Liberal Education, Fall 2006

Current Issue


Faculty Work

This issue foregrounds the need for a comprehensive and transformative approach to the reorganization of faculty work. Articles examine threats to professional autonomy, the future of faculty governance, and support for faculty in the middle phase of their careers. Also included are the winning student essays from the University of Wisconsin System’s Liberal Arts Scholarship Competition and articles exploring the roles of “social justice” and “other ways of knowing” in liberal education.

Table of Contents
President's Message

By Carol Geary Schneider

From 1818 R Street NW

By David Tritelli

Featured Topic

By R. Eugene Rice
The current context requires a comprehensive and transformative approach to the reorganization of faculty work; an additive or incremental approach to reform is insufficient. In exploring new ways of organizing faculty work in the twenty-first-century academy, it is important to build on the strengths of the past.

By Neil Hamilton
The failure of the academic profession to renew the social contract in each generation through intentional socialization on faculty professionalism will eventually lead to further loss of professional autonomy.

By Stanley Aronowitz
The relative powerlessness of most faculty senates and the independence of unions suggest that the time may be propitious to raise the possibility that, if unions choose to become involved in governance issues, there is a chance to reverse the long-term trend toward faculty disempowerment.

By Roger G. Baldwin and Deborah A. Chang
Despite the critical roles they play, faculty members in the middle phase of their careers have been largely ignored in higher education policy and practice. The authors examine existing strategies for supporting mid-career faculty and propose a process for mid-career faculty development.

Liberal Education and America's Promise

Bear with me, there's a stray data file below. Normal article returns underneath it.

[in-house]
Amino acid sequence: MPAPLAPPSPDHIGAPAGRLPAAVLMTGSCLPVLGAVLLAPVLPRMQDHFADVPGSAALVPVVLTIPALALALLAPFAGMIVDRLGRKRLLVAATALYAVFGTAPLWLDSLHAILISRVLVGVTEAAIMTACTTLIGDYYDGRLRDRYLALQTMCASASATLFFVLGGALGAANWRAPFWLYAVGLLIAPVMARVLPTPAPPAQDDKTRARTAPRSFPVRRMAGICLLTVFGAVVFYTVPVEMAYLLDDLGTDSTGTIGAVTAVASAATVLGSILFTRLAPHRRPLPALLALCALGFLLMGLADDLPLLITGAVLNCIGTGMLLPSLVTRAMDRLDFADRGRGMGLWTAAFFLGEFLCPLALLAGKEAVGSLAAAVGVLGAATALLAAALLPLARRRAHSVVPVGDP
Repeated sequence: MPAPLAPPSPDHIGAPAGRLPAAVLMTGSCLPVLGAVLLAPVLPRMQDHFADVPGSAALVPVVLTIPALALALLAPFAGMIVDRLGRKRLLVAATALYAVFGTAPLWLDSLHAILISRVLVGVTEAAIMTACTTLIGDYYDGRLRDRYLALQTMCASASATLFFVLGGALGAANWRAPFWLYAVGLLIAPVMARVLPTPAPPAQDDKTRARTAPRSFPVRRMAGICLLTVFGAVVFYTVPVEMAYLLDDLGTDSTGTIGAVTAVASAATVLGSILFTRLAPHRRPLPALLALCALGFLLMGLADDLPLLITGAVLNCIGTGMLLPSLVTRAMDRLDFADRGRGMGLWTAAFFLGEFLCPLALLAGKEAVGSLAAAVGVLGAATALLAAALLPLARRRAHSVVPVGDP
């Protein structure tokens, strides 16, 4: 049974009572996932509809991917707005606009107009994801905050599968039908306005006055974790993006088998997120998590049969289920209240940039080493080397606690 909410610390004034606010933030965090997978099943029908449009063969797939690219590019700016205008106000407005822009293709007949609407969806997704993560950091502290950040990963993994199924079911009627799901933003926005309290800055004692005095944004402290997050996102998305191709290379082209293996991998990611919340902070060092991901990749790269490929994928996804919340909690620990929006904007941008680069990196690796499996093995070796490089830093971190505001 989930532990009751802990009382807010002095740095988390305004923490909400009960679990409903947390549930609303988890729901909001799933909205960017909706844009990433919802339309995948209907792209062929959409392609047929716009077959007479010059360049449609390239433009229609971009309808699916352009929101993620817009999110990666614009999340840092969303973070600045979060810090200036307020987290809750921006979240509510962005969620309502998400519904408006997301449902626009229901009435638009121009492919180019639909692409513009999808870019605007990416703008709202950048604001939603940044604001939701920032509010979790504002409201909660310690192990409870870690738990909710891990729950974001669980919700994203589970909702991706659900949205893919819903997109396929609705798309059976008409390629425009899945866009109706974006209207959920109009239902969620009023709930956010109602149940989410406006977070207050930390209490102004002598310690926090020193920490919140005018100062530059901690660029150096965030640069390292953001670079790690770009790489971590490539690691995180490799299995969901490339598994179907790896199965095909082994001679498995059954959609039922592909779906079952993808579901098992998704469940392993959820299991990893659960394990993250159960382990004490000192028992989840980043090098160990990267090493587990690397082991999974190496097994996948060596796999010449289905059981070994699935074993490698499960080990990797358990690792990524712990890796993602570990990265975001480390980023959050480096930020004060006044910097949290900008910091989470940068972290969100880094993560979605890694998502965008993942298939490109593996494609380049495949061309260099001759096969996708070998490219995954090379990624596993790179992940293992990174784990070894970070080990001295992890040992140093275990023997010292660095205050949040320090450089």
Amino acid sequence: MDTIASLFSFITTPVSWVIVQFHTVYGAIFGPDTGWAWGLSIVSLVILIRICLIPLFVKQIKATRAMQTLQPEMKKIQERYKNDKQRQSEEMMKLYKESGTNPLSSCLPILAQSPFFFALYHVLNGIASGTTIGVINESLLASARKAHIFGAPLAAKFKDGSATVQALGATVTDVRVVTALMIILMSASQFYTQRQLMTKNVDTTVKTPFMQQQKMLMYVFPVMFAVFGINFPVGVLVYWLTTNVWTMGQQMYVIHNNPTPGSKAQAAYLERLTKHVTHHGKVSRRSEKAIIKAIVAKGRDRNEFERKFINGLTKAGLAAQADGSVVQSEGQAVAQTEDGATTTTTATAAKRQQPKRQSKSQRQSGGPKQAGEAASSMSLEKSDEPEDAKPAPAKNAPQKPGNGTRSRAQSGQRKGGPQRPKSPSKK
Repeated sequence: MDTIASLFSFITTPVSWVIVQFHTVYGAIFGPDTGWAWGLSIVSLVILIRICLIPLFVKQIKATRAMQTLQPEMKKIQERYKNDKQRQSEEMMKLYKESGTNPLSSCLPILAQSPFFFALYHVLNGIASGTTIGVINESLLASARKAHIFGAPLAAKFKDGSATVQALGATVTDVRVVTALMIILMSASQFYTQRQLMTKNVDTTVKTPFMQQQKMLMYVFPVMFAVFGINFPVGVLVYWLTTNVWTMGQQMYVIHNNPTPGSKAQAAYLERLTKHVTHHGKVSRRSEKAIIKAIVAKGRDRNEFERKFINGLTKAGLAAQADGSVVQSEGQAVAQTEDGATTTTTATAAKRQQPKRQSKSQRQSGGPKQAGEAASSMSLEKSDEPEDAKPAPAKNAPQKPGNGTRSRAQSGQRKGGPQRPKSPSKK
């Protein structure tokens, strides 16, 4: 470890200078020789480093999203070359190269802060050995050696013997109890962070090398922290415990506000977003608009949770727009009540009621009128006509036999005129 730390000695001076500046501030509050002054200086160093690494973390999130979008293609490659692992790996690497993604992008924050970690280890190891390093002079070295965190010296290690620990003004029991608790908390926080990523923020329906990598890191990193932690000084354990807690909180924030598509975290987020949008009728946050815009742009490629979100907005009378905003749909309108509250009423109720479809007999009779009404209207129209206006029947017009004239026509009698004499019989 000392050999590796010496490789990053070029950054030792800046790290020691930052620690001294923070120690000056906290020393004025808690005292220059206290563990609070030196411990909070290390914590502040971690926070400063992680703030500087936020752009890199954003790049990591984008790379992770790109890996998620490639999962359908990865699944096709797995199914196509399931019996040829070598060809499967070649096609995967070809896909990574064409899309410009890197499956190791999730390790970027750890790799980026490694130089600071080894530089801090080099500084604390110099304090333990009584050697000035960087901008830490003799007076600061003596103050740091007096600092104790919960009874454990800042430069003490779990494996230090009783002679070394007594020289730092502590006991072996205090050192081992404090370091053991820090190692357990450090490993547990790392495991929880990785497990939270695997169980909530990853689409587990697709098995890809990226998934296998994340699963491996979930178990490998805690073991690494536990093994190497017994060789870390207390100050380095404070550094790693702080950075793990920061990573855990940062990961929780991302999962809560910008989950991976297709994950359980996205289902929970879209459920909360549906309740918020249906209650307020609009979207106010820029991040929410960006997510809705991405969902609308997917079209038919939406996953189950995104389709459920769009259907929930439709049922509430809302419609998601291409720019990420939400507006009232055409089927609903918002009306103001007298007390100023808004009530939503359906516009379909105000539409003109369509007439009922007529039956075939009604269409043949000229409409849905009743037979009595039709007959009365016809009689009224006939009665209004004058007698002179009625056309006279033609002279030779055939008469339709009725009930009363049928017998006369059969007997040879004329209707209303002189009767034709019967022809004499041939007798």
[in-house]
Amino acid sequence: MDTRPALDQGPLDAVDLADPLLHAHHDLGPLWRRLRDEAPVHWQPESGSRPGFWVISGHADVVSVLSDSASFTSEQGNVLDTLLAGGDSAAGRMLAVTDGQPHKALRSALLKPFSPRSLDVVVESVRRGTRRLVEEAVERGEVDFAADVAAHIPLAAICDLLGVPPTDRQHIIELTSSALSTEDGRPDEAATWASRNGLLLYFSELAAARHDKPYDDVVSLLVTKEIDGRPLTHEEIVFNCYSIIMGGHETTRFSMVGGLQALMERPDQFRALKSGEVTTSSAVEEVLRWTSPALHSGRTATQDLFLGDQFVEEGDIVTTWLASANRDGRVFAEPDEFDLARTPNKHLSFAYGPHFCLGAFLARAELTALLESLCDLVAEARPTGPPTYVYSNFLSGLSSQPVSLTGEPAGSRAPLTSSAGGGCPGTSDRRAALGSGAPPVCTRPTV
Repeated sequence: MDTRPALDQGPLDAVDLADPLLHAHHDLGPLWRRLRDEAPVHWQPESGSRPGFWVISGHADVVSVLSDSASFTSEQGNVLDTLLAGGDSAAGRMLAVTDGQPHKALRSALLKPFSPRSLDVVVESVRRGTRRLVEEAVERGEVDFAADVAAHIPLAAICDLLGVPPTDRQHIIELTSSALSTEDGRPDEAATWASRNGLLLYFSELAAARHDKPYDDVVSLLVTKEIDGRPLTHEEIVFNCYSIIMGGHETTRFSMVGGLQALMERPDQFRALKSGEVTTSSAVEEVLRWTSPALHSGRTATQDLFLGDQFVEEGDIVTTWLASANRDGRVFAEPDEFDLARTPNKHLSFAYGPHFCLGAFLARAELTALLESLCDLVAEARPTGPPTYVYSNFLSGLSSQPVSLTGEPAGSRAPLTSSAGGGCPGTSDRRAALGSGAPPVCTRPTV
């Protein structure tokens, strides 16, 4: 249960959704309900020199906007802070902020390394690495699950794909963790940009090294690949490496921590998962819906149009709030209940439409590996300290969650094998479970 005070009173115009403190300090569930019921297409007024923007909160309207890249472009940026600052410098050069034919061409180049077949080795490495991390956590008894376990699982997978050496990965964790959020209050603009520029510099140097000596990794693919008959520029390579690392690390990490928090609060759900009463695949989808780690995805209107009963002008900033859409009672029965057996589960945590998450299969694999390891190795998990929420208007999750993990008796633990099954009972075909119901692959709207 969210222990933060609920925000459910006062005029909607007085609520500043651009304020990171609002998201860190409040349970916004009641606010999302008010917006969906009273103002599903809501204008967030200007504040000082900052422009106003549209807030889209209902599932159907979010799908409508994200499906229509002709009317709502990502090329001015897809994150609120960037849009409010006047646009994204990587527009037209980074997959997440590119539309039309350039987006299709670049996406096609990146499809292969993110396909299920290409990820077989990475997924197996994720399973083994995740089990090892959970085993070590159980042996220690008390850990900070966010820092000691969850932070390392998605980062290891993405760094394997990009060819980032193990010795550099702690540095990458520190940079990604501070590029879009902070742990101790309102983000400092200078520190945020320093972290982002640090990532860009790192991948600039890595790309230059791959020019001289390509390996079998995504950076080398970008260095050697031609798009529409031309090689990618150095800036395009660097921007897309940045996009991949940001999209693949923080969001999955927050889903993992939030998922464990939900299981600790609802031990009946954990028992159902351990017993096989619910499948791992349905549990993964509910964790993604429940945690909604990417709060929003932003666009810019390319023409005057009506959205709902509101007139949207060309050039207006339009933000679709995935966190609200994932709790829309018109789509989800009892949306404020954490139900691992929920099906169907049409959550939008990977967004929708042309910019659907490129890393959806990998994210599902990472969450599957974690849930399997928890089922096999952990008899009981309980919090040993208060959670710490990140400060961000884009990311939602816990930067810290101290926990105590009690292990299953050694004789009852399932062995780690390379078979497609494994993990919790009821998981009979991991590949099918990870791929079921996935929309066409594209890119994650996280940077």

Three undergraduate students from University of Wisconsin System campuses have won the first annual Liberal Arts Scholarship Competition, established to support and promote
liberal education throughout the state’s public university system. Published here are the winning essays on the value of a liberal arts education in the twenty-first century.


By James V. Schall, SJ
Does justice, especially what is now called “social justice,” have any place in liberal education?

By Anthony Mansueto
The earliest organization of liberal education—the medieval quaestio form—remains the best. Restoring this question-centered approach, and adapting it to the new global context, would enable colleges and universities to provide an education that is both rigorous and accessible.

By Todd S. Hutton
Progress has been made in bringing liberal arts and professional programs together, although the professions have reached farther across the aisle to bridge the old divisions. The challenge is to achieve an authentic mutual integration of liberal and professional learning objectives.

My View

By Michael C. McFarland, SJ
Institutions committed to liberal education cannot shy away from the fundamental questions students are bringing with them about faith and the intellectual life, about the source and content of our ethical obligations, about the nature and meaning of the world and their place in it.

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